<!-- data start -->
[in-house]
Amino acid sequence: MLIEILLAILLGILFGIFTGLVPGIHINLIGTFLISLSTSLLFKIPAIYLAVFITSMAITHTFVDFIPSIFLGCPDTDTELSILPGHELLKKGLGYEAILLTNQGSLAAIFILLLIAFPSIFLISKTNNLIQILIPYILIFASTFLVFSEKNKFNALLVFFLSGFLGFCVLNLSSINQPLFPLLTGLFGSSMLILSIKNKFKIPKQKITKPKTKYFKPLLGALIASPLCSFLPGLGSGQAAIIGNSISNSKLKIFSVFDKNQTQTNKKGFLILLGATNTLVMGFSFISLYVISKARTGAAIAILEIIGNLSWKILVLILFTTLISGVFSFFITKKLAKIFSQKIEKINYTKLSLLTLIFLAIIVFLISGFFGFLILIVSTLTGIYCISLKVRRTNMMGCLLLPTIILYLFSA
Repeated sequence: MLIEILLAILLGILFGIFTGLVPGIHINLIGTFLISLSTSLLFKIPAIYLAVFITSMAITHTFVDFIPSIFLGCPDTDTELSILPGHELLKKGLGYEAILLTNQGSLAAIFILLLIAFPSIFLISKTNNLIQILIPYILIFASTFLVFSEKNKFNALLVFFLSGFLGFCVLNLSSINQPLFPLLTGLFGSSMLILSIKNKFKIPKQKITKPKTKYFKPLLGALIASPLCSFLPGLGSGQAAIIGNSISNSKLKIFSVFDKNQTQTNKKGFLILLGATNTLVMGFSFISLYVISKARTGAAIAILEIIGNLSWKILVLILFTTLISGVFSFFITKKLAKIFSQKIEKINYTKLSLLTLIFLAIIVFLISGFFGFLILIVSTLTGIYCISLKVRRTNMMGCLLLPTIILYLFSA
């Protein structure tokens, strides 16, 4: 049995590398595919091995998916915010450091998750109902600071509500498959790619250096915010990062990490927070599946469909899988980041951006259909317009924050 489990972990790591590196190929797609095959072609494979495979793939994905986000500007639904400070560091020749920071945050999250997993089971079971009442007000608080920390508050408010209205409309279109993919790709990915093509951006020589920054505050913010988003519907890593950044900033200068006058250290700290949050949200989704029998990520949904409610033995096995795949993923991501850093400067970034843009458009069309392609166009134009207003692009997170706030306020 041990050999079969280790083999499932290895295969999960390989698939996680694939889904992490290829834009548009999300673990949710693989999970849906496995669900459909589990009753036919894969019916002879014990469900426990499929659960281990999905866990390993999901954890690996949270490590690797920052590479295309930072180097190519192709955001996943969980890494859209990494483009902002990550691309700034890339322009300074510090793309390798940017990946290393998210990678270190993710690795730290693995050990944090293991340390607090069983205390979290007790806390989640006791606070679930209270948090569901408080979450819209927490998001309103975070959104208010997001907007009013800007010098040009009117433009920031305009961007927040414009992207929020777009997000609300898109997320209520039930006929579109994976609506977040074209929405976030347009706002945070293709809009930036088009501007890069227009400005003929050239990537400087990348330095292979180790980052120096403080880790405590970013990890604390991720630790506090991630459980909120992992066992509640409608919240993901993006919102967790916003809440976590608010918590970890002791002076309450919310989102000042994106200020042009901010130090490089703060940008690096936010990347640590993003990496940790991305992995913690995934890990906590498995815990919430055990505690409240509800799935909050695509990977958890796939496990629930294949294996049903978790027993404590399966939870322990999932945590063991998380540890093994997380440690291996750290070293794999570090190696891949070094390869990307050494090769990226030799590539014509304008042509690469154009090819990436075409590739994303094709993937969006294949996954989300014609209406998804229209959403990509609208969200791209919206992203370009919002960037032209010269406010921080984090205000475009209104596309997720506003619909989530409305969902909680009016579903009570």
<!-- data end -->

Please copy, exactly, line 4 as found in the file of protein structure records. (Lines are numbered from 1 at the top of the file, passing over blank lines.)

């Protein structure tokens, strides 16, 4: 049995590398595919091995998916915010450091998750109902600071509500498959790619250096915010990062990490927070599946469909899988980041951006259909317009924050 489990972990790591590196190929797609095959072609494979495979793939994905986000500007639904400070560091020749920071945050999250997993089971079971009442007000608080920390508050408010209205409309279109993919790709990915093509951006020589920054505050913010988003519907890593950044900033200068006058250290700290949050949200989704029998990520949904409610033995096995795949993923991501850093400067970034843009458009069309392609166009134009207003692009997170706030306020 041990050999079969280790083999499932290895295969999960390989698939996680694939889904992490290829834009548009999300673990949710693989999970849906496995669900459909589990009753036919894969019916002879014990469900426990499929659960281990999905866990390993999901954890690996949270490590690797920052590479295309930072180097190519192709955001996943969980890494859209990494483009902002990550691309700034890339322009300074510090793309390798940017990946290393998210990678270190993710690795730290693995050990944090293991340390607090069983205390979290007790806390989640006791606070679930209270948090569901408080979450819209927490998001309103975070959104208010997001907007009013800007010098040009009117433009920031305009961007927040414009992207929020777009997000609300898109997320209520039930006929579109994976609506977040074209929405976030347009706002945070293709809009930036088009501007890069227009400005003929050239990537400087990348330095292979180790980052120096403080880790405590970013990890604390991720630790506090991630459980909120992992066992509640409608919240993901993006919102967790916003809440976590608010918590970890002791002076309450919310989102000042994106200020042009901010130090490089703060940008690096936010990347640590993003990496940790991305992995913690995934890990906590498995815990919430055990505690409240509800799935909050695509990977958890796939496990629930294949294996049903978790027993404590399966939870322990999932945590063991998380540890093994997380440690291996750290070293794999570090190696891949070094390869990307050494090769990226030799590539014509304008042509690469154009090819990436075409590739994303094709993937969006294949996954989300014609209406998804229209959403990509609208969200791209919206992203370009919002960037032209010269406010921080984090205000475009209104596309997720506003619909989530409305969902909680009016579903009570």